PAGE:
Arkansas assistant coaches know things will get tougher, but the first game was full of a lot of positives, according to the consensus Sunday night at a media briefing.
"Collectively, we competed for 60 minutes," said Jim Chaney, offensive coordinator and quarterbacks coach. "We wanted to try to play physical and we were very competitive in that regard.
"I thought (quarterback) Brandon Allen played very solid. He made one ill-advised throw, across his body on the move to his right in the red zone. He knew it as soon as he let it go. He won't do that again. Otherwise, he was very solid.
"Our goal was to establish the run and be efficient. We did what we wanted to get done. That's who we are, a physical running team. I thought the offensive line, the tight ends, the running backs and the wide receivers all did physical things. Travis Swanson and Kiero Small were very good, what we thought they would be."
Offensive line coach Sam Pittman was pleased. He said there were few mental errors and his group graded out well across the board.
"We have a lot of work to do, but I'm proud of the way they played," he said. "They were physical. We played against a front that showed a lot of movement and three fronts and we made some good adjustments.
"We hurt them early with our weakside (going to the right) and they adjusted after a few plays. When they did, Coach Chaney adjusted. It's not his first rodeo. He saw what they were doing and we countered it."
Defensive line coach Charlie Partridge said he saw similar adjustments from coordinator Chris Ash on their side of the ball, especially in containment of Louisiana quarterback Terrance Broadway.
"There was a point early where their quarterback -- a great player -- had some rhythm," Partridge said. "And we changed things and our kids then played very well.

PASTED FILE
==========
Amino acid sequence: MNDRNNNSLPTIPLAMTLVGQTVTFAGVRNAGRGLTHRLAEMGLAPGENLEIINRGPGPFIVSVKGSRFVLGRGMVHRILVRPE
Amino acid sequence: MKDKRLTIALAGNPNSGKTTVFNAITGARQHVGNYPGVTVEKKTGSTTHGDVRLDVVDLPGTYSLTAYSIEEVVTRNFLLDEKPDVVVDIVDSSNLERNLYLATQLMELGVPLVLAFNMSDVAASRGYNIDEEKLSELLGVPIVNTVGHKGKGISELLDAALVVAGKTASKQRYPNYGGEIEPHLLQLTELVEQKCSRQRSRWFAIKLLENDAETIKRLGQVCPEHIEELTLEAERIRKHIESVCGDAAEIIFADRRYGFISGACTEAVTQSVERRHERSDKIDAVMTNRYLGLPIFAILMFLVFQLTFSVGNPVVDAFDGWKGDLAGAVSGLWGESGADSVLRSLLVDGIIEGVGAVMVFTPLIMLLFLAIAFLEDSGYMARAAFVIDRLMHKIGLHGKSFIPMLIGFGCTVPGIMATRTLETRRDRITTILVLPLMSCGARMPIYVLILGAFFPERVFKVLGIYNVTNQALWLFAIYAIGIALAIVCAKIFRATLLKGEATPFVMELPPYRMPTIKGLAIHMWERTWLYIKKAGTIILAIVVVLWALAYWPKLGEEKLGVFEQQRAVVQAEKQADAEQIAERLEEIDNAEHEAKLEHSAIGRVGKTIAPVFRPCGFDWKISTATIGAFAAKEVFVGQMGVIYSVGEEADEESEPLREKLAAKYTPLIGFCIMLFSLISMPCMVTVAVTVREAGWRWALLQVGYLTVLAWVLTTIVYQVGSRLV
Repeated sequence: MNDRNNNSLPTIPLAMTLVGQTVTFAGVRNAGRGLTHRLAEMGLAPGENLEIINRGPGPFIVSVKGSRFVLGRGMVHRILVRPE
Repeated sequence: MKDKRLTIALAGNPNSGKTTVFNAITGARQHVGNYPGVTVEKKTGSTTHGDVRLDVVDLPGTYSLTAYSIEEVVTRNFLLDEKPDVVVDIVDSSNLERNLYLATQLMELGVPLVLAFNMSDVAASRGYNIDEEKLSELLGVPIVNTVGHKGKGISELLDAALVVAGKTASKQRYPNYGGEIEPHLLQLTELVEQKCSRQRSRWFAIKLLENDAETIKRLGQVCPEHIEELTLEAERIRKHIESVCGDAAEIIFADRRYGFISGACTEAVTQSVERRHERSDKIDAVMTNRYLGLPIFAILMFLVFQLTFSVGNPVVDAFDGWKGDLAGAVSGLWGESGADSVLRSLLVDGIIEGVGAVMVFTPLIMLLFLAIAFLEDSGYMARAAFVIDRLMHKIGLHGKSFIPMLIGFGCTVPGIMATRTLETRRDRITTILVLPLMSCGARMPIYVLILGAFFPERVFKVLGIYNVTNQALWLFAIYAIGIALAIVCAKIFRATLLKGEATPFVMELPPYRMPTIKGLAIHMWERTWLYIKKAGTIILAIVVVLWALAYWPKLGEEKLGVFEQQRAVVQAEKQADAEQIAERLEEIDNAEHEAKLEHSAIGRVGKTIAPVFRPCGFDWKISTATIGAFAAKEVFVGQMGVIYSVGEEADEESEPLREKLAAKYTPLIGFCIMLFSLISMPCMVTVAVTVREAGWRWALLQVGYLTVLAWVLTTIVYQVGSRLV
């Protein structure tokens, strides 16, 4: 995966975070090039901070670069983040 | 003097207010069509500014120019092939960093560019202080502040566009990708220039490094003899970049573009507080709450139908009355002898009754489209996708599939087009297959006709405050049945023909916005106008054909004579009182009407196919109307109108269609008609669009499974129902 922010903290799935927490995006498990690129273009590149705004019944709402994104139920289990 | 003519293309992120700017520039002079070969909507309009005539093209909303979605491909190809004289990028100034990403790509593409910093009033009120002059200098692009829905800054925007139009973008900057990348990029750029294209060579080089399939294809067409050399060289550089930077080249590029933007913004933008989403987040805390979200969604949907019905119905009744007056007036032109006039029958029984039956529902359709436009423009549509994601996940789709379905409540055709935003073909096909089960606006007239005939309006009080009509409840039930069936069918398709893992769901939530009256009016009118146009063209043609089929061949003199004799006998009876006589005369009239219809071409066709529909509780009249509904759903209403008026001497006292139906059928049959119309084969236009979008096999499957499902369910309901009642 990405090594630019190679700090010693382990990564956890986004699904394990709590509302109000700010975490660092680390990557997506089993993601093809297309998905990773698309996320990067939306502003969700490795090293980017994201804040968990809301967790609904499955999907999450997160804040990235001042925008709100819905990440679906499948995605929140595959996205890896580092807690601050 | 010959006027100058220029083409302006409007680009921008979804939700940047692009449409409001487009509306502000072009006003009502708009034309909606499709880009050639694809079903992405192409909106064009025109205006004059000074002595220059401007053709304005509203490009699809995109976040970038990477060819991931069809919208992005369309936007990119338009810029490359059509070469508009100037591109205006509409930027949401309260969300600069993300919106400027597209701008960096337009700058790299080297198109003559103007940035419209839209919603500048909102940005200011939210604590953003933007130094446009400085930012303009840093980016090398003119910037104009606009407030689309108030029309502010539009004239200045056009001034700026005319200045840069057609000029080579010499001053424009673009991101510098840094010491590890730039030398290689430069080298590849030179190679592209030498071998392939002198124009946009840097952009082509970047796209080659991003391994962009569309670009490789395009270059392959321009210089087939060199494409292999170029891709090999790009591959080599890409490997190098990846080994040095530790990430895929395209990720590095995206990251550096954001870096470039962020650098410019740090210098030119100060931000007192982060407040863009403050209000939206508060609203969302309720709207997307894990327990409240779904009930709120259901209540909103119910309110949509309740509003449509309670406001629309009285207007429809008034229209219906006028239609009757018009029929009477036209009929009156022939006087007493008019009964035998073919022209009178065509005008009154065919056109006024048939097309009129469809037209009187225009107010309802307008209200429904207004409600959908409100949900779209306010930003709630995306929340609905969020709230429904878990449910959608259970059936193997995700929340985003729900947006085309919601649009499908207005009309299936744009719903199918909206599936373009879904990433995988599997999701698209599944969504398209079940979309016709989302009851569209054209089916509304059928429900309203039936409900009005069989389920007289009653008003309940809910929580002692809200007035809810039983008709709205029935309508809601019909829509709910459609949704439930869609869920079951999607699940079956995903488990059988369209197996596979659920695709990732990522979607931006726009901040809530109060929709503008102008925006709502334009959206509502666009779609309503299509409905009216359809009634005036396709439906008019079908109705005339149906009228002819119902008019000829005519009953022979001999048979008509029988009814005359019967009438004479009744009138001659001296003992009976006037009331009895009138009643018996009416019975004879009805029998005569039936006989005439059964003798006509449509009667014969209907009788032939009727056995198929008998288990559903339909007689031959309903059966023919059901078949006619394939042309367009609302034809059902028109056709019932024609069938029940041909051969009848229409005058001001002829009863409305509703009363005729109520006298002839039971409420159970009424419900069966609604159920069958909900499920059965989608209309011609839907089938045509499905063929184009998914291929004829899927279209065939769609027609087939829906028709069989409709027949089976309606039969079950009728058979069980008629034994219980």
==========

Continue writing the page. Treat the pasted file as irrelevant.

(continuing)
"I'm sure there were some nerves early. But as our guys saw how we were going to coach them and it was all business, just like practice, they relaxed and started to play very well. I thought you saw some things our of our ends that show the amount of talent and confidence they have in their technique. But our tackles played well, too. They did their jobs. It's hard to get much action against a spread inside, but they did well."
Ash said it was good to finally play a game and get a gauge on progress.
“It was good," Ash said. "We’ve been going through this process for a long time. I had no idea what to expect with these guys on Saturday. None. I didn’t know if they would come out there and fall flat on their face or if they’d play great.
"Honestly, I think they did well. But is it good enough to compete in the SEC? No, it’s not. I give a lot of credit to Louisiana-Lafaeytte’s coaching staff and players. They’ve got a great team. But it’s just not a good enough effort from our standpoint to compete in the SEC."
It's simple where Ash wants improvement.
“Effort and consistency," he said. "We’ve got to play with better effort and we’ve got to be more consistent in our responsibilities. If we can do those two things, Saturday will take care of itself. But we really have to improve on those two things.”
Things got easier as far as corrections as the defensive ends took control of UL's perimeter game. Ash praised Trey Flowers and Chris Smith in particular.
“It makes a difference when you’ve got guys like that that can rush the quarterback and force bad throws or force them to throw it earlier than they want," Ash said. "It makes a complete difference in your pass coverage. I thought they did a great job of it.
"Deatrich Wise did a great job too. He got a couple pressures on some of the third down things when he was out there. It will make a difference if we can continue to do that throughout the course of the year.”
Linebackers coach Randy Shannon said it was just a matter of relaxing.
"I do think we showed some jitters early," Shannon said. "But as you watched them fly around more and more and just play their technique, our guys got stronger. I'm pleased. For a first game, the linebackers did well. I thought our defensive line did a nice job of keeping Broadway in the pocket.